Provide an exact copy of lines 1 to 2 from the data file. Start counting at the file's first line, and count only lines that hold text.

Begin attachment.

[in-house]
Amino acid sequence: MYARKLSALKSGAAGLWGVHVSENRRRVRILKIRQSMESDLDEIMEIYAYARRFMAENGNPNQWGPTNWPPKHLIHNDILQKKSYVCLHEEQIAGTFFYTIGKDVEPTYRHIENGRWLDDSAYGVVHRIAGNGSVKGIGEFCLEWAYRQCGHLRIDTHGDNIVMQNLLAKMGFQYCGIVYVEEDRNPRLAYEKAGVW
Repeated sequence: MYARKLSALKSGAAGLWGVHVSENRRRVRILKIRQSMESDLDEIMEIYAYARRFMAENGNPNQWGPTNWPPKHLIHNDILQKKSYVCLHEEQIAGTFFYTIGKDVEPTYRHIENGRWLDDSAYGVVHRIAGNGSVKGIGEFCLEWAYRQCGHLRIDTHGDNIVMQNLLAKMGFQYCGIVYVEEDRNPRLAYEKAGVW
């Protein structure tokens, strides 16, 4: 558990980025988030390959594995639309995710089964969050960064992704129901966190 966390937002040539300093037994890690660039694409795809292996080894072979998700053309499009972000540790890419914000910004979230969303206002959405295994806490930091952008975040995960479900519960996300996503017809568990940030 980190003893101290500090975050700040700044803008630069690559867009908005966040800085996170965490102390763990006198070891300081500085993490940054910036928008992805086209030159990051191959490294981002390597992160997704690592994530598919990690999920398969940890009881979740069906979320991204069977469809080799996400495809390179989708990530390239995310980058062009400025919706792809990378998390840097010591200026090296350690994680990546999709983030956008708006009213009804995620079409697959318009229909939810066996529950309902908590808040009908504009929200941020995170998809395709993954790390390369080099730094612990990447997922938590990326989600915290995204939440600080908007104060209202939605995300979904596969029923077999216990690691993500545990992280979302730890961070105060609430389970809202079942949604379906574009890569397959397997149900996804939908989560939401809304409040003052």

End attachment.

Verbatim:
[in-house]
Amino acid sequence: MYARKLSALKSGAAGLWGVHVSENRRRVRILKIRQSMESDLDEIMEIYAYARRFMAENGNPNQWGPTNWPPKHLIHNDILQKKSYVCLHEEQIAGTFFYTIGKDVEPTYRHIENGRWLDDSAYGVVHRIAGNGSVKGIGEFCLEWAYRQCGHLRIDTHGDNIVMQNLLAKMGFQYCGIVYVEEDRNPRLAYEKAGVW